This kind of potential demand may be a major reason interest in safe mineral reserves has been so robust. It's been reported that world class miner Rio Tinto (ADR) (NYSE: RIO) has narrowed the number of bidders in the sale of its stake in Canada's largest iron-ore producer from an initial 13 to five or six. Like Arcelor, Rio Tinto is trying to raise cash to reduce a substantial debt burden and its ore assets had more than sufficient attention.
Possible suitors believed to be involved include private equity firm Blackstone Group, miner and trader Glencore Xstrata, and Canada's largest diversified miner Teck Resources. Rio believes the entire value of the Iron Ore Company of Canada should be around $8 billion, making its stake worth around $3.5 billion to $4 billion, or roughly $440 per ton on Rio’s allotted production.
An attractive takeout valuation
Since Cliffs is a major global producer, it makes sense that an interested iron-ore buyer would consider the firm, which operates in four basic segments: U.S. ore, Eastern Canada ore, Asia Pacific ore, with total company 2012 production of 48 million metric tons; and metallurgical coal that generated about $880 million in revenue last year.
The company’s valuation might look tempting to any motivated acquirer. Assuming iron-ore production of around 40 million tons valued at a heavily discounted $200 per ton -- compared to the roughly $450 per ton in the ArcelorMittal deal or Rio Tinto's estimate -- Cliffs’ enterprise value (market capitalization plus debt) would equal around $8 billion.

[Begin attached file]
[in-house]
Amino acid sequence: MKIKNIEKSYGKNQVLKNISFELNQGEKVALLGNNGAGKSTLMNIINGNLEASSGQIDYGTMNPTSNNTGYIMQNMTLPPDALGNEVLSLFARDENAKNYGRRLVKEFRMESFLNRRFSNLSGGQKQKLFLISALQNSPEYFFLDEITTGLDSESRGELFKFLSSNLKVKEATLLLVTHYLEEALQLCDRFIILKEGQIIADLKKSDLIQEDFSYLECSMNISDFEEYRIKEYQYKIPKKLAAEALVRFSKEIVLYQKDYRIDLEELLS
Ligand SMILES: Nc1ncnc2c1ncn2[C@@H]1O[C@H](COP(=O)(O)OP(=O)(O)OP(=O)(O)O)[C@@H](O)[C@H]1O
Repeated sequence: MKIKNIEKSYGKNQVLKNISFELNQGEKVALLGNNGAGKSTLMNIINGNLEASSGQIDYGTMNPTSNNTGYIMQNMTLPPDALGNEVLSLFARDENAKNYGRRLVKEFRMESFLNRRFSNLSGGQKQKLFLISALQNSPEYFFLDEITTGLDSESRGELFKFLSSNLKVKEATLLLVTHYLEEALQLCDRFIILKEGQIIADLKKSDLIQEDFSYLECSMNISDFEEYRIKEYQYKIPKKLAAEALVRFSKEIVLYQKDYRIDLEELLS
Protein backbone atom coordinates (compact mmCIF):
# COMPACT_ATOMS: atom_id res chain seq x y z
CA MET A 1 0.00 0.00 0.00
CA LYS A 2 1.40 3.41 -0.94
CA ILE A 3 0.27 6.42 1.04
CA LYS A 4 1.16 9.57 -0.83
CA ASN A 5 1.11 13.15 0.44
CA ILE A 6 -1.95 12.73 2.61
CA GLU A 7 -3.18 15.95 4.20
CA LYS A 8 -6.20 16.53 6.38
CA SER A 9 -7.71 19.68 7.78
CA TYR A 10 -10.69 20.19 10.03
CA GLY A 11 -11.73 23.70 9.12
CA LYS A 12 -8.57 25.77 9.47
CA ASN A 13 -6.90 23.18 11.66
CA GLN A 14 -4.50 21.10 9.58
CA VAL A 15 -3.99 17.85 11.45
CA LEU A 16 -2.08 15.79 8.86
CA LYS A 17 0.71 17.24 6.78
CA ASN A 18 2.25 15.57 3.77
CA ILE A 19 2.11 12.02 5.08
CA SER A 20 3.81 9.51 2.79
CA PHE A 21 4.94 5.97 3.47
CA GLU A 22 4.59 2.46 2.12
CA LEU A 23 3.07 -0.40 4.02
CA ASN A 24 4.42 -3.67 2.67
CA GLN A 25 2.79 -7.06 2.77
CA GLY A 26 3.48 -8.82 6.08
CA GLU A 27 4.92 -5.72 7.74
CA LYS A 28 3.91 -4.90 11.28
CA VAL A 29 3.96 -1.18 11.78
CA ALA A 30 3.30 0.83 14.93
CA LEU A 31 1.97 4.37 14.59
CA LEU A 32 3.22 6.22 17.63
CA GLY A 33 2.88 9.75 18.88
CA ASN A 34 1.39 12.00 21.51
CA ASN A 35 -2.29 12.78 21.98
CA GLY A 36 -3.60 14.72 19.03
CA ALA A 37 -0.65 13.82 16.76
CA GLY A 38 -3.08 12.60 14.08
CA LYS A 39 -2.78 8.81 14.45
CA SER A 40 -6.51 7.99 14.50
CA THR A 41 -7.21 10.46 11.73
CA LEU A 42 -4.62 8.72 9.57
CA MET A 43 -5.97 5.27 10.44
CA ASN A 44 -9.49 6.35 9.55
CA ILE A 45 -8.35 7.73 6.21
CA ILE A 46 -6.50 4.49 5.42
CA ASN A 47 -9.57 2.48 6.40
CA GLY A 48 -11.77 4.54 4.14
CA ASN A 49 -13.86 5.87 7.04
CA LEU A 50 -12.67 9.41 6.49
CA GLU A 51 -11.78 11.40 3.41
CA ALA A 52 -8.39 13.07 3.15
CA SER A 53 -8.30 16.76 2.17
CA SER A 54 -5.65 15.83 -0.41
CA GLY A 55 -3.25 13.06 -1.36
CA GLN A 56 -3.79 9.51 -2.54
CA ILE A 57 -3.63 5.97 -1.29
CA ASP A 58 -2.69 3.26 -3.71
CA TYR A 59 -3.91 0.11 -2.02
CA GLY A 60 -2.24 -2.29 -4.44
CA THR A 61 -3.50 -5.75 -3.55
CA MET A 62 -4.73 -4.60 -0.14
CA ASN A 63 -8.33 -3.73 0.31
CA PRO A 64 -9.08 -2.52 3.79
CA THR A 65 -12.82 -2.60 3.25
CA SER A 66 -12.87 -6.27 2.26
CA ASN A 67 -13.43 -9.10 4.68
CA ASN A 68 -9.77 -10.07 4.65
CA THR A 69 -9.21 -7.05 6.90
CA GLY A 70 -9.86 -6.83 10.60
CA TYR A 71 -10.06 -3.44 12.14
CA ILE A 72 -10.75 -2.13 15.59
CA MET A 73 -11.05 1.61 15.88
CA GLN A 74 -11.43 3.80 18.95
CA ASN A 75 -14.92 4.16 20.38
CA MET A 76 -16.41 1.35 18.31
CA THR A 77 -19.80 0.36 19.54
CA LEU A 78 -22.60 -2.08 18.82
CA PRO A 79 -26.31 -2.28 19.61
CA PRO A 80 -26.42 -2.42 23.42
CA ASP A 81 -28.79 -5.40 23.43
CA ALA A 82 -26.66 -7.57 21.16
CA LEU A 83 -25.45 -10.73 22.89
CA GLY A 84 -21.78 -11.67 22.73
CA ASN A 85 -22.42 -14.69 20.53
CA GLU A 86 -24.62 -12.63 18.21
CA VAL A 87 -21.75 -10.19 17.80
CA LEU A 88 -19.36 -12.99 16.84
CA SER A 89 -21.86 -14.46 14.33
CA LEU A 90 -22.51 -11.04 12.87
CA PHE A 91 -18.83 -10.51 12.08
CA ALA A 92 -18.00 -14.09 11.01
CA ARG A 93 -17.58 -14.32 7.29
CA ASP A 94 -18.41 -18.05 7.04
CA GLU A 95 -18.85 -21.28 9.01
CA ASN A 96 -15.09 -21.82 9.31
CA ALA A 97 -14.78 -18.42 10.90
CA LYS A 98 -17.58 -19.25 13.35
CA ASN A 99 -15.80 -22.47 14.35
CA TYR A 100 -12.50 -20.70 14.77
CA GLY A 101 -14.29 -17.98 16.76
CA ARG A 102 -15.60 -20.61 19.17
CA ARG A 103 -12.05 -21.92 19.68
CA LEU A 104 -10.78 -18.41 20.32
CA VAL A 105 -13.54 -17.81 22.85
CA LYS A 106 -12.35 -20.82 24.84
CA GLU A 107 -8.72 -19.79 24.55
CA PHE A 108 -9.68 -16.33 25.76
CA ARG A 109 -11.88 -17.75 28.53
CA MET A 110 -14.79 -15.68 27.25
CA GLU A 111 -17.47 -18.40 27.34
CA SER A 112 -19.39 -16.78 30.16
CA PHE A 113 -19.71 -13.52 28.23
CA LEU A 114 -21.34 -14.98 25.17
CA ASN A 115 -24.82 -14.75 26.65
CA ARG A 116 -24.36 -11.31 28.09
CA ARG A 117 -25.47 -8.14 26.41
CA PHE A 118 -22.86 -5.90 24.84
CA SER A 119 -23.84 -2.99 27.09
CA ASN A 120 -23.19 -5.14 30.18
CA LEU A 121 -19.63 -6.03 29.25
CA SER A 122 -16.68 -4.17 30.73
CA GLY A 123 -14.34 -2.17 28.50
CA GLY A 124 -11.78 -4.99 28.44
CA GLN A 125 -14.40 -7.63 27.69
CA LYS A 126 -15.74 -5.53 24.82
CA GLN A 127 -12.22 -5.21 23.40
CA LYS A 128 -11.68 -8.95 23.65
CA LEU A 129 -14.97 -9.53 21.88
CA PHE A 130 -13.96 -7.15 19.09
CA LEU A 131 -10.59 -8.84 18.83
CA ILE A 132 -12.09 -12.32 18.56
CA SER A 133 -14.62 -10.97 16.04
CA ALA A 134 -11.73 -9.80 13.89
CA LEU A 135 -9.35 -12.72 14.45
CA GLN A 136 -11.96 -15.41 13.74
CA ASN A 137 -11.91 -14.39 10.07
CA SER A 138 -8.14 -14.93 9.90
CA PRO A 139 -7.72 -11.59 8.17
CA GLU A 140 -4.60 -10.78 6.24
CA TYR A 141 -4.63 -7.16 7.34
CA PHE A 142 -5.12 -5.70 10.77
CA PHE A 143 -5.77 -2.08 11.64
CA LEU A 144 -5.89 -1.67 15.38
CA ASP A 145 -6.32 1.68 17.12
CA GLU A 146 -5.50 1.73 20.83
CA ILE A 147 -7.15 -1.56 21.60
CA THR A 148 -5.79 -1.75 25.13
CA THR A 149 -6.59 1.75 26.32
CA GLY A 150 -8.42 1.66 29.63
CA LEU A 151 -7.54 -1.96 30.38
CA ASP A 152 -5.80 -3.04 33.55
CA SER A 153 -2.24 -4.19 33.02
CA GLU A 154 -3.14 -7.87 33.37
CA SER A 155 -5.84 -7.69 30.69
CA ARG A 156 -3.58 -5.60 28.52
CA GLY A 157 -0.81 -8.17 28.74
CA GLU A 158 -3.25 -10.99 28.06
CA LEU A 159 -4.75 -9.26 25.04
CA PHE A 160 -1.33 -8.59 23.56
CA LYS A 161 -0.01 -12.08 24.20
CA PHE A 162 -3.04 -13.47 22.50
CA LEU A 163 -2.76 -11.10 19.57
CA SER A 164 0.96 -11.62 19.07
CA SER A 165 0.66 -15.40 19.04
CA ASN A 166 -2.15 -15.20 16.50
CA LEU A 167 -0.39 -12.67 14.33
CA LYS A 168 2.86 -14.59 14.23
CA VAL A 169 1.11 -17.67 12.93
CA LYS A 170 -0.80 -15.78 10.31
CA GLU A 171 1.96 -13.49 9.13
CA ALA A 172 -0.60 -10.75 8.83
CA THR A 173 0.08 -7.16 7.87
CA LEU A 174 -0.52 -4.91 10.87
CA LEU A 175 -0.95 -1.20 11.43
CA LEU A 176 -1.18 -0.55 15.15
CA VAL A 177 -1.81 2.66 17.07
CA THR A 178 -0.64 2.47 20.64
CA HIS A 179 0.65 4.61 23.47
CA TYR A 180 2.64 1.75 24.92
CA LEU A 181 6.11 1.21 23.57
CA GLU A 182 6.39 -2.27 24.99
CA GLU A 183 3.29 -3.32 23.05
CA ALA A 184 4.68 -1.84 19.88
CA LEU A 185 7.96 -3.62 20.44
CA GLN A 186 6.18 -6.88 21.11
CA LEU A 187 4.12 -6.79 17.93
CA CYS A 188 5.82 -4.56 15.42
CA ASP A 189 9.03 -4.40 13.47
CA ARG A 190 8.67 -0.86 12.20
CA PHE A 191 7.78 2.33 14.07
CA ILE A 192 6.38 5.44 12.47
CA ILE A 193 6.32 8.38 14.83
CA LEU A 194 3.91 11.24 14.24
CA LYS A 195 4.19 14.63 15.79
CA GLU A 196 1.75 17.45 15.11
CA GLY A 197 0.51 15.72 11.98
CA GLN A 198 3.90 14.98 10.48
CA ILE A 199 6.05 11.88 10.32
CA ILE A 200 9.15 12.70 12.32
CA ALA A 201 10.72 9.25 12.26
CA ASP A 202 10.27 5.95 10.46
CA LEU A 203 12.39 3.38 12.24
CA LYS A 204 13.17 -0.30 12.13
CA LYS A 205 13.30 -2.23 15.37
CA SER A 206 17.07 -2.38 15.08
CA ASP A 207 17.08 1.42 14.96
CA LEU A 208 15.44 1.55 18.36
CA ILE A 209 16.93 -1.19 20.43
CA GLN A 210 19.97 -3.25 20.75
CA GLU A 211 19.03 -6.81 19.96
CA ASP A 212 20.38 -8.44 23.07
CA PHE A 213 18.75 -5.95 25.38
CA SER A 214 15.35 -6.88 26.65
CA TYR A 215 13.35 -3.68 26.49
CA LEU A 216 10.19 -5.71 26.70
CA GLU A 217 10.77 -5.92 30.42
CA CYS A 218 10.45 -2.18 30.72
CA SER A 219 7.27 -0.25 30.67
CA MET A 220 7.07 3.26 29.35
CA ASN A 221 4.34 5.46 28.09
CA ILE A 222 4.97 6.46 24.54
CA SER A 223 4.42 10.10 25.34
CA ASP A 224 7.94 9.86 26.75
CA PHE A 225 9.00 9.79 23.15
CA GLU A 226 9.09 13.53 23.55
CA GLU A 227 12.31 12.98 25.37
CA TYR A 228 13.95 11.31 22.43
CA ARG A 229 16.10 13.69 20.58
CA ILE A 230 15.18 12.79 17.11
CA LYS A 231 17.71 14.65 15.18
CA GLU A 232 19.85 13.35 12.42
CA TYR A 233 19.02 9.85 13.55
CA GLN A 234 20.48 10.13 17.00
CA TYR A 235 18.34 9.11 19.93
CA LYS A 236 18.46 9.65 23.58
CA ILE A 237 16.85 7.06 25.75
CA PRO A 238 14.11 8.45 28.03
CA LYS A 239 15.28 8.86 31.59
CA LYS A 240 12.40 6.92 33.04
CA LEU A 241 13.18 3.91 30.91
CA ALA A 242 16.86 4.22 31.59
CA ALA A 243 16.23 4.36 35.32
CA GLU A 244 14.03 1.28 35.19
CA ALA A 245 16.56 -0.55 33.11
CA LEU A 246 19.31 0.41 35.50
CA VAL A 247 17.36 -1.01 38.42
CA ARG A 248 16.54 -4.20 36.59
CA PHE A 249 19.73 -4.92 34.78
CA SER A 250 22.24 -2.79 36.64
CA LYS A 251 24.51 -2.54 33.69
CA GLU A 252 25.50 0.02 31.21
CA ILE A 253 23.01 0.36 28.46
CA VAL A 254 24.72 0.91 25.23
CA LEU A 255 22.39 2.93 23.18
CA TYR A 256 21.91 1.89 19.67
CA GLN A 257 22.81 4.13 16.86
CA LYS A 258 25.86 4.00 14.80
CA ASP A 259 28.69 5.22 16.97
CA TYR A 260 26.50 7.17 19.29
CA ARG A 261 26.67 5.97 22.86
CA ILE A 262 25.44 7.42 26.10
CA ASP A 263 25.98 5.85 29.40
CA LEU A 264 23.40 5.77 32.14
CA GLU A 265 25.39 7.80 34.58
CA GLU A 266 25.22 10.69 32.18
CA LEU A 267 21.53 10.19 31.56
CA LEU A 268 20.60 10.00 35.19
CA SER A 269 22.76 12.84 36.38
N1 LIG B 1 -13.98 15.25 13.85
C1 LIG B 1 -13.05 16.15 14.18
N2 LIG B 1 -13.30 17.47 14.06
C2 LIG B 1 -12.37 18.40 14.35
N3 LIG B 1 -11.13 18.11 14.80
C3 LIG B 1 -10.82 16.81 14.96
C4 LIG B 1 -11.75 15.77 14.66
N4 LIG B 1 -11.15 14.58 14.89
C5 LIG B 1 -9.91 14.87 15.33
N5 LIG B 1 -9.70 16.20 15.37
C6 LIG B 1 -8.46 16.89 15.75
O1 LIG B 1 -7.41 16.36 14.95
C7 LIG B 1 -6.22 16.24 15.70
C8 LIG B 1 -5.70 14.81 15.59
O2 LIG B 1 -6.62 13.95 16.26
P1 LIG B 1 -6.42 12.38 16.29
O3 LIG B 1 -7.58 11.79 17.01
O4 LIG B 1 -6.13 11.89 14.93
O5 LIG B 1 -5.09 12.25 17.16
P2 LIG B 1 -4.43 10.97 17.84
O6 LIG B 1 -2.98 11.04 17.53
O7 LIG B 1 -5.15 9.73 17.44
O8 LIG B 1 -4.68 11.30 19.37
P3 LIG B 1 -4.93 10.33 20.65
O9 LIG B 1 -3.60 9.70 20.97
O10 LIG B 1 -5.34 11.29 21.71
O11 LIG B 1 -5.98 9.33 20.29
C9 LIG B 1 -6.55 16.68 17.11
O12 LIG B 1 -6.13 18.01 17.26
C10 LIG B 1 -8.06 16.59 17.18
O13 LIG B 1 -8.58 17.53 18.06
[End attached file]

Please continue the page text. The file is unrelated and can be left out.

After backing out roughly $4 billion in debt, a minimum reasonable deal equity value looks to be around $27 per share; an offering price, without including any value for the coal assets, that's good for the buyer and may be acceptable to the shareholders.
What's Cliffs’ worth without a deal?
Though there is some evidence Cliffs could be in play, speculating on a potential takeover is usually a poor investment strategy. Since the chance of a deal occurring is low, underlying valuation support is necessary to make it an actionable idea.
Cliffs probably holds adequate value though there are significant operating risks and holding period issues to consider. By using a cash earnings times a capitalization multiplier valuation method, the company’s fair value looks around $30 a share based on an average industry multiple of 8 times; this with average estimated revenue of $5.1 billion and $490 million in earnings at a 9.6% profit margin. These expectations may seem moderate compared to Cliffs’ 2012 revenue of $5.9 billion, cash earnings of $627 million and 10.6% profit margin, or 2010 results of $4.4 billion in sales, cash earnings of $860 million and a margin of 19.5%.
Cliffs’ CEO retiring, other top executives leaving, an industry reorganizing, and a reasonably cheap stock; all of these factors may just be a meaningless coincidence or they may indicate a company in play. Only time will tell, but Cliffs does seem a very interesting situation and could be a reasonable speculative consideration.
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Bob Chandler has a long position in Cliffs Natural Resources. The Motley Fool owns shares of ArcelorMittal. Try any of our Foolish newsletter services free for 30 days. We Fools may not all hold the same opinions, but we all believe that considering a diverse range of insights makes us better investors. The Motley Fool has a disclosure policy. Is this post wrong? Click here. Think you can do better? Join us and write your own!